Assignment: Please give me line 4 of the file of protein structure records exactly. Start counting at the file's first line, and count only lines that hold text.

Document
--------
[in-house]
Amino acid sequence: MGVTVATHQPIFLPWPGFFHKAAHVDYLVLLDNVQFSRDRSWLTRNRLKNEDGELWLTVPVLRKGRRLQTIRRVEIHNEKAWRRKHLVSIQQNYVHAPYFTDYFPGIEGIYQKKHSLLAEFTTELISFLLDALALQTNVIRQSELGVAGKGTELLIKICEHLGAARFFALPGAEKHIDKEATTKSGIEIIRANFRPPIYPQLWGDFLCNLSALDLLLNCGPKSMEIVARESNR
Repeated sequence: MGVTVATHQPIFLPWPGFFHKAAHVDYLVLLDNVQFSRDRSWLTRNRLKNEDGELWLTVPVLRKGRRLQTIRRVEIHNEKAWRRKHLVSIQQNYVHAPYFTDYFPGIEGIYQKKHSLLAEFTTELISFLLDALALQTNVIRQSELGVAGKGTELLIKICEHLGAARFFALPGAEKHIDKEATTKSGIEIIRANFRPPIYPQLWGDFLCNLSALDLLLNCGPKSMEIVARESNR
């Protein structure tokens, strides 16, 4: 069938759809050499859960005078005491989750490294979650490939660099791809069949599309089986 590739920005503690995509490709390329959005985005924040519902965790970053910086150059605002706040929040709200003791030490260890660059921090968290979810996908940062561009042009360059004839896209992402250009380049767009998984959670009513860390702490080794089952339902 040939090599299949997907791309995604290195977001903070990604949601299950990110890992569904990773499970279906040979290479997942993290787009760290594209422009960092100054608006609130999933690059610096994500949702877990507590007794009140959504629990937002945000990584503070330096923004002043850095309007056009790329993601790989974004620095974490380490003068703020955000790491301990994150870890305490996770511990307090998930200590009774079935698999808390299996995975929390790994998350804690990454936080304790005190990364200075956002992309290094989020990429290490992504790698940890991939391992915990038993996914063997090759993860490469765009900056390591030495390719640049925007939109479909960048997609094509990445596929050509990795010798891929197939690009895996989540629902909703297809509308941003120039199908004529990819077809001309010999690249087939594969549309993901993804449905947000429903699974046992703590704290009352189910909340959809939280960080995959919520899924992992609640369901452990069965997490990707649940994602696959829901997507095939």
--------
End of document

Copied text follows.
């Protein structure tokens, strides 16, 4: 069938759809050499859960005078005491989750490294979650490939660099791809069949599309089986 590739920005503690995509490709390329959005985005924040519902965790970053910086150059605002706040929040709200003791030490260890660059921090968290979810996908940062561009042009360059004839896209992402250009380049767009998984959670009513860390702490080794089952339902 040939090599299949997907791309995604290195977001903070990604949601299950990110890992569904990773499970279906040979290479997942993290787009760290594209422009960092100054608006609130999933690059610096994500949702877990507590007794009140959504629990937002945000990584503070330096923004002043850095309007056009790329993601790989974004620095974490380490003068703020955000790491301990994150870890305490996770511990307090998930200590009774079935698999808390299996995975929390790994998350804690990454936080304790005190990364200075956002992309290094989020990429290490992504790698940890991939391992915990038993996914063997090759993860490469765009900056390591030495390719640049925007939109479909960048997609094509990445596929050509990795010798891929197939690009895996989540629902909703297809509308941003120039199908004529990819077809001309010999690249087939594969549309993901993804449905947000429903699974046992703590704290009352189910909340959809939280960080995959919520899924992992609640369901452990069965997490990707649940994602696959829901997507095939």